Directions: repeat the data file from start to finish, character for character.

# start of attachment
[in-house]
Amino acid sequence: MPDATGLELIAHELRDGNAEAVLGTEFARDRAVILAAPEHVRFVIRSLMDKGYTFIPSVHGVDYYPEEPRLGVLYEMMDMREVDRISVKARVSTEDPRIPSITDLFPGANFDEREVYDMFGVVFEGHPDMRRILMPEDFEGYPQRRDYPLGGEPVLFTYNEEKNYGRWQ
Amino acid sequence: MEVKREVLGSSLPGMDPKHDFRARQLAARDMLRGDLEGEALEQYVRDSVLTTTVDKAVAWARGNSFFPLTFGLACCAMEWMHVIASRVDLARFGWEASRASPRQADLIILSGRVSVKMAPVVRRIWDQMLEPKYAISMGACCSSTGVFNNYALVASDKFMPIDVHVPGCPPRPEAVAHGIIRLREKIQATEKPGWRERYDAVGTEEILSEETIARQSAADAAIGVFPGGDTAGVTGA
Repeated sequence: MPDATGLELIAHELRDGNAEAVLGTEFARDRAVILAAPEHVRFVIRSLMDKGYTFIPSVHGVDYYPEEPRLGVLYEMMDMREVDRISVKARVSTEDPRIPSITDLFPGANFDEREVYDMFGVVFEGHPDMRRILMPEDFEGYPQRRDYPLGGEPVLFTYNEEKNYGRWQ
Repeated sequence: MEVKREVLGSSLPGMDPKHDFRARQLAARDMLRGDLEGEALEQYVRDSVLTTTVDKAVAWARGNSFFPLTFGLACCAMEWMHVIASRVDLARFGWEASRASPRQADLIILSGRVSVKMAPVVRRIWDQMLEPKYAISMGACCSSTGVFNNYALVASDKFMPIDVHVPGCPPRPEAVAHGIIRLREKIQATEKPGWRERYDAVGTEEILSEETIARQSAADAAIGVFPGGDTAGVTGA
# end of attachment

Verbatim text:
[in-house]
Amino acid sequence: MPDATGLELIAHELRDGNAEAVLGTEFARDRAVILAAPEHVRFVIRSLMDKGYTFIPSVHGVDYYPEEPRLGVLYEMMDMREVDRISVKARVSTEDPRIPSITDLFPGANFDEREVYDMFGVVFEGHPDMRRILMPEDFEGYPQRRDYPLGGEPVLFTYNEEKNYGRWQ
Amino acid sequence: MEVKREVLGSSLPGMDPKHDFRARQLAARDMLRGDLEGEALEQYVRDSVLTTTVDKAVAWARGNSFFPLTFGLACCAMEWMHVIASRVDLARFGWEASRASPRQADLIILSGRVSVKMAPVVRRIWDQMLEPKYAISMGACCSSTGVFNNYALVASDKFMPIDVHVPGCPPRPEAVAHGIIRLREKIQATEKPGWRERYDAVGTEEILSEETIARQSAADAAIGVFPGGDTAGVTGA
Repeated sequence: MPDATGLELIAHELRDGNAEAVLGTEFARDRAVILAAPEHVRFVIRSLMDKGYTFIPSVHGVDYYPEEPRLGVLYEMMDMREVDRISVKARVSTEDPRIPSITDLFPGANFDEREVYDMFGVVFEGHPDMRRILMPEDFEGYPQRRDYPLGGEPVLFTYNEEKNYGRWQ
Repeated sequence: MEVKREVLGSSLPGMDPKHDFRARQLAARDMLRGDLEGEALEQYVRDSVLTTTVDKAVAWARGNSFFPLTFGLACCAMEWMHVIASRVDLARFGWEASRASPRQADLIILSGRVSVKMAPVVRRIWDQMLEPKYAISMGACCSSTGVFNNYALVASDKFMPIDVHVPGCPPRPEAVAHGIIRLREKIQATEKPGWRERYDAVGTEEILSEETIARQSAADAAIGVFPGGDTAGVTGA